An angry swarm of bees vs. the sound of Scylence

Here in the Philippines, many cyclists will put a bike on a stand, shift to a hard gear, and hand-pedal the cranks to a high cadence, then suddenly let go…all to listen to, and savor, the sound of a freewheeling freehub. The louder the freehub, the better.

They even have a name for it: “tunog-mayaman,” roughly translating to “it sounds [like a] rich [person].”

The first time I heard this expression, I let out a mild chuckle. Because I’m a curious son of a gun, though, I did a bit of research as to why people say so, and why they prize the sound of a loud freehub.

For the uninitiated, a freehub is two things. Its exterior allows the mounting of cassette sprockets (usually via splines and a lock ring), while its interior is essentially a one-way ratchet mechanism.

A freehub body (left) removed from its hub shell, which contains the ratchet gear teeth (right). Note the pawls on the freehub body. Photo credit:

While there are other variants, the most common freehub internal design sits on the rear axle on bearings, and has a number of spring-loaded fingers, called “pawls,” that will catch on ratchet gear teeth on the inside of the hub shell. When they catch and engage, your pedaling motion at the cranks gets transferred from the chain and sprockets into the hub and rear wheel. When you stop pedaling, however, the pawls will slide and skip over the ratchet gear teeth, allowing you to coast.

This high-frequency skipping of the pawls over the ratchet gear teeth is what we hear as the sound of the freehub. Conventional wisdom states that more expensive freehubs use a number of tricks — either using stronger strings on the pawls, installing more pawls in the freehub, or something else entirely — all in order to improve engagement and drive of the mechanism. The sound is really just a byproduct.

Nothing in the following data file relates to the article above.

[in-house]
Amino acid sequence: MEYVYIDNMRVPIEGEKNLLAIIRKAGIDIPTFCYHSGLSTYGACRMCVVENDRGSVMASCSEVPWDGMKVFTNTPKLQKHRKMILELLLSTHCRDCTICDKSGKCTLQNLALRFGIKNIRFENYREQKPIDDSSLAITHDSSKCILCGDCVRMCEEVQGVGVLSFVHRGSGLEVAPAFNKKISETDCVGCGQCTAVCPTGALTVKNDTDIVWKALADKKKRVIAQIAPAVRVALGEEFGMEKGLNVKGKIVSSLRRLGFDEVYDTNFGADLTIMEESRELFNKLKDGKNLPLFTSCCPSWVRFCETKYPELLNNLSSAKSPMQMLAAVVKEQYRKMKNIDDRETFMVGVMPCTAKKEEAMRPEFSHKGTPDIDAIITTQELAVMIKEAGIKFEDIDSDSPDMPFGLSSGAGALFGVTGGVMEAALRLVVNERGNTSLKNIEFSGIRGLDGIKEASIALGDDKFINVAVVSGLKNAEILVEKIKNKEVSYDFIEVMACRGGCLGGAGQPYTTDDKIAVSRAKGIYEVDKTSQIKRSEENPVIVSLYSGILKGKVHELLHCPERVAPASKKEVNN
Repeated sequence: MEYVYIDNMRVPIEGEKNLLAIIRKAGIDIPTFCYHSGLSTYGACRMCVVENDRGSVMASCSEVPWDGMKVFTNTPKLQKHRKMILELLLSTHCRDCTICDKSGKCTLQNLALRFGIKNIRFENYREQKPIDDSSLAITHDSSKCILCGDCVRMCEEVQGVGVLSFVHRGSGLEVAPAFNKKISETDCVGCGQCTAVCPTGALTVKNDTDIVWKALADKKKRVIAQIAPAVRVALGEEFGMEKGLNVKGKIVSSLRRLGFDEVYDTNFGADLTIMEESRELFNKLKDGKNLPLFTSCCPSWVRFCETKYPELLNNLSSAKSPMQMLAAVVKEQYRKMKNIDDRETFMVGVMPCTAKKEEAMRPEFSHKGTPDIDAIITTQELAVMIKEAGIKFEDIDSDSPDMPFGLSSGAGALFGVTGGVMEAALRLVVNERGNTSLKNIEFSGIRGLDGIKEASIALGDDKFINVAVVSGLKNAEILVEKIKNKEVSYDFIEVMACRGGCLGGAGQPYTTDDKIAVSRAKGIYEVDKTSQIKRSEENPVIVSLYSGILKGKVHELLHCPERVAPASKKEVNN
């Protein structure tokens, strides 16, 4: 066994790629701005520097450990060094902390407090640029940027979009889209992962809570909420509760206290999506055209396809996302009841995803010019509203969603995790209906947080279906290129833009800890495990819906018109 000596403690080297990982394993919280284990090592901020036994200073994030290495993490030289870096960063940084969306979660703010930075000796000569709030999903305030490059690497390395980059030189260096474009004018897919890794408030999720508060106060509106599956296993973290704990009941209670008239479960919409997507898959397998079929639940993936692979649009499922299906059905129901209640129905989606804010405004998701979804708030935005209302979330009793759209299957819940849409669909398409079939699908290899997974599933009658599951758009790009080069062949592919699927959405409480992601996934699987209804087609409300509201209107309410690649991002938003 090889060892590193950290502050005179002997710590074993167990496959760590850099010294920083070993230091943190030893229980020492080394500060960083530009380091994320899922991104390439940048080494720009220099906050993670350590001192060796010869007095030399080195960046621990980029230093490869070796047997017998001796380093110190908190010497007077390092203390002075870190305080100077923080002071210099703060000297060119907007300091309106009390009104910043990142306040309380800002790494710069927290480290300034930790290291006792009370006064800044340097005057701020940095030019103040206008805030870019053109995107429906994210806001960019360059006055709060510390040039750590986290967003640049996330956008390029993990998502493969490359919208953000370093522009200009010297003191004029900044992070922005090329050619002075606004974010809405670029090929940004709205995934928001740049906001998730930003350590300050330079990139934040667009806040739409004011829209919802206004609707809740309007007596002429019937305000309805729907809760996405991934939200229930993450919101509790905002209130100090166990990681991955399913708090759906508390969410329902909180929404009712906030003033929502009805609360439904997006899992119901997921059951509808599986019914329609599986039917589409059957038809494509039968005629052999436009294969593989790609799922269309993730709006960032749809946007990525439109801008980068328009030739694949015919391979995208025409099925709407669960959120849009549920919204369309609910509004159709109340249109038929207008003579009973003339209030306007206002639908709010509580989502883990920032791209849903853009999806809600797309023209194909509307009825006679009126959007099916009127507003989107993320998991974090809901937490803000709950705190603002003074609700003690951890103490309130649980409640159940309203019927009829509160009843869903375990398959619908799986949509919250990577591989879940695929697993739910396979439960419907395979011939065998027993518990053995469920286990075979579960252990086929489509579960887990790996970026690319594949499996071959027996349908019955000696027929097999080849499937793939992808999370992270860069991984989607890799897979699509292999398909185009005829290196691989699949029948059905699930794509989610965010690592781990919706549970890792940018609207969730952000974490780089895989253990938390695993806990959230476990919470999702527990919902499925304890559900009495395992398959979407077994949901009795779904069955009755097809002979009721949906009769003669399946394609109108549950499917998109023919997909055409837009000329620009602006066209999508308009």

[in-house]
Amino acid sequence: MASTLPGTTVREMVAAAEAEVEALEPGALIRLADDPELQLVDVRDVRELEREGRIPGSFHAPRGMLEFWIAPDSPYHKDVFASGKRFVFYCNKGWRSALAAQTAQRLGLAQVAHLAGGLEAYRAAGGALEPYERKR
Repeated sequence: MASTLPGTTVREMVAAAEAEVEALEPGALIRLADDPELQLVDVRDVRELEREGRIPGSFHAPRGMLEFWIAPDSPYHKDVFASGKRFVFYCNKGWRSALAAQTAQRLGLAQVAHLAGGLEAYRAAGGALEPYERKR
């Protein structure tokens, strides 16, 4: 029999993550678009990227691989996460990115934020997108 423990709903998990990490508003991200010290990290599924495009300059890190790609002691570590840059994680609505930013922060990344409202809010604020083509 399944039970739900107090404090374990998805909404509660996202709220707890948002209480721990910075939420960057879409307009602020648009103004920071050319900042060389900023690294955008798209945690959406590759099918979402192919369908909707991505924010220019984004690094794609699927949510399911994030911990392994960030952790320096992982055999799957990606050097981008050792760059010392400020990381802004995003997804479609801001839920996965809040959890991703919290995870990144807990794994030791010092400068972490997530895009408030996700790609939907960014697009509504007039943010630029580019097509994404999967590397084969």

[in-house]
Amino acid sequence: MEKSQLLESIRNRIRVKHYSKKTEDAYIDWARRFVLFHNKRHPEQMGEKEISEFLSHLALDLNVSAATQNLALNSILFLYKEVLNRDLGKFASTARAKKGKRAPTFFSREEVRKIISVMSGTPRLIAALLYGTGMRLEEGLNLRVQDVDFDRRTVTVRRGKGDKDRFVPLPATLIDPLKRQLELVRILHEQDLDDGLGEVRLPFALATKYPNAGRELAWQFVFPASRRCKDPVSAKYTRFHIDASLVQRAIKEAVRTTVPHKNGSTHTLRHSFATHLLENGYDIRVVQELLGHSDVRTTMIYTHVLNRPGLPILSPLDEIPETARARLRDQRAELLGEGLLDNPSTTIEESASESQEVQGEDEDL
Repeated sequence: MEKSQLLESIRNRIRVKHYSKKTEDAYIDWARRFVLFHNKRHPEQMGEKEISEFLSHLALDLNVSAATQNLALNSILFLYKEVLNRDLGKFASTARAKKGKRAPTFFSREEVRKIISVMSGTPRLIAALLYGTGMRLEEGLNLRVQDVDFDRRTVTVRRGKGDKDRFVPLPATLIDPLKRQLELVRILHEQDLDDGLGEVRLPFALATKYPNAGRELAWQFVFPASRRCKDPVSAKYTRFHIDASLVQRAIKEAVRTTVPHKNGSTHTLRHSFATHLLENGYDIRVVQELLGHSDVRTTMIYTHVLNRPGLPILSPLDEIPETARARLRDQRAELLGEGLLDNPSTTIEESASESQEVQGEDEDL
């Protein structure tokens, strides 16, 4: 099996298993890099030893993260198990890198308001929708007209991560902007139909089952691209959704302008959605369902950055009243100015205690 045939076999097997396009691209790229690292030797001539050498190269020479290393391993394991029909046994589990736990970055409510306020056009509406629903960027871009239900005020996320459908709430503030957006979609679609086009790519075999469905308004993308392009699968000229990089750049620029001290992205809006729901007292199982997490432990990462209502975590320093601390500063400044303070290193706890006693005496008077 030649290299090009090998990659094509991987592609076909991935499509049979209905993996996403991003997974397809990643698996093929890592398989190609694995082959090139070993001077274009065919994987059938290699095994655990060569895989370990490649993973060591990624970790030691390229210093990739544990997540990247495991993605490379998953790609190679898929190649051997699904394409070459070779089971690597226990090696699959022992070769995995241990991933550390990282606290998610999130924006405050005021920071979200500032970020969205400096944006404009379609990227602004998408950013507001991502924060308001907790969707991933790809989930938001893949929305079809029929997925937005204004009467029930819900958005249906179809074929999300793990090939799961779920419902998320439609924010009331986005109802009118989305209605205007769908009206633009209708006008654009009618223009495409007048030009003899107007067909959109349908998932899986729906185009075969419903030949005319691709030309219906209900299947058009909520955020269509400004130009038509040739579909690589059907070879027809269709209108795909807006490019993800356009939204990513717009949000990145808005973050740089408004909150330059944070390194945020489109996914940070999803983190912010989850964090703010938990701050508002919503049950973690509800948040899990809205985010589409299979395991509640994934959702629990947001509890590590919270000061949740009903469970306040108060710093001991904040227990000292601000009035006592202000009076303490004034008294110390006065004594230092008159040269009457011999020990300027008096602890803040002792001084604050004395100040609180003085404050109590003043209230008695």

Indeed, many premium hubs do have a noise to them, and this noise is a quality in and of itself. Chris King’s R45 rear hubs, for example, are prized for the “angry swarm of bees” sound they make, but as the video above suggests, they are handily beaten by other competitors.

That hasn’t deterred many locals from asking bike groups or forums about how to make their freehubs sound louder, i.e. how to make them tunog-mayaman. Most of these modifications involve replacing the pawl springs for something with higher spring rate, although this is a questionable practice at best.

Leave it to Shimano to throw a wrench in the works, though…

Photo credit: BikeRumor.

At the end of May 2018, Shimano announced the M9100 generation of XTR, its top-tier mountain bike groupset. While I didn’t really care about the divisive new Micro Spline freehub body superseding the tried-and-true Hyperglide design that has served riders for 30 years, I was very curious about what lay inside the polarizing freehub. Instead of the classic pawl and ratchet system, Shimano used a new drive mechanism they call “Scylence.”

Exploded view of the Scylence hub drive mechanism. Photo credit: Shimano/BikeRumor.